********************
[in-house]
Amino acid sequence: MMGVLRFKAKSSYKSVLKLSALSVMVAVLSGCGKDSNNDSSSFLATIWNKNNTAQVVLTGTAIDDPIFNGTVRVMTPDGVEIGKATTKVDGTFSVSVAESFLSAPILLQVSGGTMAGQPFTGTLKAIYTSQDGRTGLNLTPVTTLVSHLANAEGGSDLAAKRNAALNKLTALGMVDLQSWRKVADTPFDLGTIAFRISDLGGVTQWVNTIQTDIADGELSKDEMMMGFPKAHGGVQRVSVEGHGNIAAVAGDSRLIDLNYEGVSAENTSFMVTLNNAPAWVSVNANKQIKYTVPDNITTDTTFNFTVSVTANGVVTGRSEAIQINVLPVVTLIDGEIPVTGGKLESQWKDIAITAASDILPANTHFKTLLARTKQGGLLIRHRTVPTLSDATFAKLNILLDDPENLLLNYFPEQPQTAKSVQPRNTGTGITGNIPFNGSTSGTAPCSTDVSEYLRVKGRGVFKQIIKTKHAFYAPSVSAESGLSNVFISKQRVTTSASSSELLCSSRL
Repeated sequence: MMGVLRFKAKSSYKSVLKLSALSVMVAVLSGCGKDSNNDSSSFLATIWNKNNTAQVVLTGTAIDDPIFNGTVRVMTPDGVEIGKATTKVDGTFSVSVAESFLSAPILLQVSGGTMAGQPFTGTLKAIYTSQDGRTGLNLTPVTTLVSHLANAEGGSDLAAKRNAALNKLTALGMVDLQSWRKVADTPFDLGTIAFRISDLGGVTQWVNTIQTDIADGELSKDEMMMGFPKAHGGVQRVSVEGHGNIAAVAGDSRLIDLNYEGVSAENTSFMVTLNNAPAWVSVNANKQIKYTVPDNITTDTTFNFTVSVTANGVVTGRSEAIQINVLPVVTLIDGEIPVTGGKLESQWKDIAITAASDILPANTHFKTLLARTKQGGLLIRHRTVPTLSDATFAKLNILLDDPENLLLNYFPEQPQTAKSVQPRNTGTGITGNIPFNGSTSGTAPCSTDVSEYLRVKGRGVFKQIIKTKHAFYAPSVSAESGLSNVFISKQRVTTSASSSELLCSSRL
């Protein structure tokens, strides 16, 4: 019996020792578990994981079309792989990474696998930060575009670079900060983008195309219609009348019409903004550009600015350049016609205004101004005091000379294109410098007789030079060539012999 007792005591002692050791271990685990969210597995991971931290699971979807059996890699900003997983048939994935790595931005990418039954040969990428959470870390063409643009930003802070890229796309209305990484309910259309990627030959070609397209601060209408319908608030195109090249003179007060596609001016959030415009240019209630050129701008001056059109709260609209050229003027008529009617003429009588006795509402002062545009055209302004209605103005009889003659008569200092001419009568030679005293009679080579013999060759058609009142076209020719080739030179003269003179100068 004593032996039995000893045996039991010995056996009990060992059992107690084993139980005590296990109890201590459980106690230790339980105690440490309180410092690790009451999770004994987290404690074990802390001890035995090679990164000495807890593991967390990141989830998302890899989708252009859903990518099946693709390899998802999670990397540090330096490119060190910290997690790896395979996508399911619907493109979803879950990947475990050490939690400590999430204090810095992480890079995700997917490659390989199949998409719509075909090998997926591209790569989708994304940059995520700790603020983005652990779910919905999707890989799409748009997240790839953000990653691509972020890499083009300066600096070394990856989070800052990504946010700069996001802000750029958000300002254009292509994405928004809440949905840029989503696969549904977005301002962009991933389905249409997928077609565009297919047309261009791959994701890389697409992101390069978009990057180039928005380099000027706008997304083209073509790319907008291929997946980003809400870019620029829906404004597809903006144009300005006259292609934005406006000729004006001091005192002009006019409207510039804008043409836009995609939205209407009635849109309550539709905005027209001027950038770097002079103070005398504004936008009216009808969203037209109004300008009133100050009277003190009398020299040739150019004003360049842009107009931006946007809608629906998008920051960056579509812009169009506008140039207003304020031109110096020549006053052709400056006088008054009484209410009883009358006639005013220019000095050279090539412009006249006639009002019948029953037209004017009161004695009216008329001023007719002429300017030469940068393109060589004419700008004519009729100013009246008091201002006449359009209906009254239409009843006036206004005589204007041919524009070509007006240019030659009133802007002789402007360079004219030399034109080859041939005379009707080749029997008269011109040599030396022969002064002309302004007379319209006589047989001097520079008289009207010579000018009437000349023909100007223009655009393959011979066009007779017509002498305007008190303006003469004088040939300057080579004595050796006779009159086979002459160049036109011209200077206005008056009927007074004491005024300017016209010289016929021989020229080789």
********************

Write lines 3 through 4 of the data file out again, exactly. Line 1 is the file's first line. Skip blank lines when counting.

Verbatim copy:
Repeated sequence: MMGVLRFKAKSSYKSVLKLSALSVMVAVLSGCGKDSNNDSSSFLATIWNKNNTAQVVLTGTAIDDPIFNGTVRVMTPDGVEIGKATTKVDGTFSVSVAESFLSAPILLQVSGGTMAGQPFTGTLKAIYTSQDGRTGLNLTPVTTLVSHLANAEGGSDLAAKRNAALNKLTALGMVDLQSWRKVADTPFDLGTIAFRISDLGGVTQWVNTIQTDIADGELSKDEMMMGFPKAHGGVQRVSVEGHGNIAAVAGDSRLIDLNYEGVSAENTSFMVTLNNAPAWVSVNANKQIKYTVPDNITTDTTFNFTVSVTANGVVTGRSEAIQINVLPVVTLIDGEIPVTGGKLESQWKDIAITAASDILPANTHFKTLLARTKQGGLLIRHRTVPTLSDATFAKLNILLDDPENLLLNYFPEQPQTAKSVQPRNTGTGITGNIPFNGSTSGTAPCSTDVSEYLRVKGRGVFKQIIKTKHAFYAPSVSAESGLSNVFISKQRVTTSASSSELLCSSRL
């Protein structure tokens, strides 16, 4: 019996020792578990994981079309792989990474696998930060575009670079900060983008195309219609009348019409903004550009600015350049016609205004101004005091000379294109410098007789030079060539012999 007792005591002692050791271990685990969210597995991971931290699971979807059996890699900003997983048939994935790595931005990418039954040969990428959470870390063409643009930003802070890229796309209305990484309910259309990627030959070609397209601060209408319908608030195109090249003179007060596609001016959030415009240019209630050129701008001056059109709260609209050229003027008529009617003429009588006795509402002062545009055209302004209605103005009889003659008569200092001419009568030679005293009679080579013999060759058609009142076209020719080739030179003269003179100068 004593032996039995000893045996039991010995056996009990060992059992107690084993139980005590296990109890201590459980106690230790339980105690440490309180410092690790009451999770004994987290404690074990802390001890035995090679990164000495807890593991967390990141989830998302890899989708252009859903990518099946693709390899998802999670990397540090330096490119060190910290997690790896395979996508399911619907493109979803879950990947475990050490939690400590999430204090810095992480890079995700997917490659390989199949998409719509075909090998997926591209790569989708994304940059995520700790603020983005652990779910919905999707890989799409748009997240790839953000990653691509972020890499083009300066600096070394990856989070800052990504946010700069996001802000750029958000300002254009292509994405928004809440949905840029989503696969549904977005301002962009991933389905249409997928077609565009297919047309261009791959994701890389697409992101390069978009990057180039928005380099000027706008997304083209073509790319907008291929997946980003809400870019620029829906404004597809903006144009300005006259292609934005406006000729004006001091005192002009006019409207510039804008043409836009995609939205209407009635849109309550539709905005027209001027950038770097002079103070005398504004936008009216009808969203037209109004300008009133100050009277003190009398020299040739150019004003360049842009107009931006946007809608629906998008920051960056579509812009169009506008140039207003304020031109110096020549006053052709400056006088008054009484209410009883009358006639005013220019000095050279090539412009006249006639009002019948029953037209004017009161004695009216008329001023007719002429300017030469940068393109060589004419700008004519009729100013009246008091201002006449359009209906009254239409009843006036206004005589204007041919524009070509007006240019030659009133802007002789402007360079004219030399034109080859041939005379009707080749029997008269011109040599030396022969002064002309302004007379319209006589047989001097520079008289009207010579000018009437000349023909100007223009655009393959011979066009007779017509002498305007008190303006003469004088040939300057080579004595050796006779009159086979002459160049036109011209200077206005008056009927007074004491005024300017016209010289016929021989020229080789």